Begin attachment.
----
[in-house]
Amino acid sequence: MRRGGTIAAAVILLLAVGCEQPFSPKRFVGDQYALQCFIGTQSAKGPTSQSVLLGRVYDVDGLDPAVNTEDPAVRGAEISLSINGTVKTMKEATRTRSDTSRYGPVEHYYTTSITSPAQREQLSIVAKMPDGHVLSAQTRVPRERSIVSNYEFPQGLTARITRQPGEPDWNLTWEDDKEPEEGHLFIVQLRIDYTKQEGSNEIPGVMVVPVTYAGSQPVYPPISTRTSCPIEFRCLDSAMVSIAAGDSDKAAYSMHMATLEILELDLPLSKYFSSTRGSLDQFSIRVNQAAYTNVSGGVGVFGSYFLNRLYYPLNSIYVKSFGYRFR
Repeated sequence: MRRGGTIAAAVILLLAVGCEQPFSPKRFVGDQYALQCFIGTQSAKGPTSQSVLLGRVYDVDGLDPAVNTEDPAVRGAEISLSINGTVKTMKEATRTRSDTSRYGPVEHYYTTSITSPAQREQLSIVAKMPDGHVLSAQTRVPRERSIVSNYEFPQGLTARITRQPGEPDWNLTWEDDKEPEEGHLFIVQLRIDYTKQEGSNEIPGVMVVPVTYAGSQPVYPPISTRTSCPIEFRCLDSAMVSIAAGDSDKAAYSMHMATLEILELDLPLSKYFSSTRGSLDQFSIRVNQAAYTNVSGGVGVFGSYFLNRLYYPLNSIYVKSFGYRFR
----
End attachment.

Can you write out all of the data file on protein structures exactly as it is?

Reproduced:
[in-house]
Amino acid sequence: MRRGGTIAAAVILLLAVGCEQPFSPKRFVGDQYALQCFIGTQSAKGPTSQSVLLGRVYDVDGLDPAVNTEDPAVRGAEISLSINGTVKTMKEATRTRSDTSRYGPVEHYYTTSITSPAQREQLSIVAKMPDGHVLSAQTRVPRERSIVSNYEFPQGLTARITRQPGEPDWNLTWEDDKEPEEGHLFIVQLRIDYTKQEGSNEIPGVMVVPVTYAGSQPVYPPISTRTSCPIEFRCLDSAMVSIAAGDSDKAAYSMHMATLEILELDLPLSKYFSSTRGSLDQFSIRVNQAAYTNVSGGVGVFGSYFLNRLYYPLNSIYVKSFGYRFR
Repeated sequence: MRRGGTIAAAVILLLAVGCEQPFSPKRFVGDQYALQCFIGTQSAKGPTSQSVLLGRVYDVDGLDPAVNTEDPAVRGAEISLSINGTVKTMKEATRTRSDTSRYGPVEHYYTTSITSPAQREQLSIVAKMPDGHVLSAQTRVPRERSIVSNYEFPQGLTARITRQPGEPDWNLTWEDDKEPEEGHLFIVQLRIDYTKQEGSNEIPGVMVVPVTYAGSQPVYPPISTRTSCPIEFRCLDSAMVSIAAGDSDKAAYSMHMATLEILELDLPLSKYFSSTRGSLDQFSIRVNQAAYTNVSGGVGVFGSYFLNRLYYPLNSIYVKSFGYRFR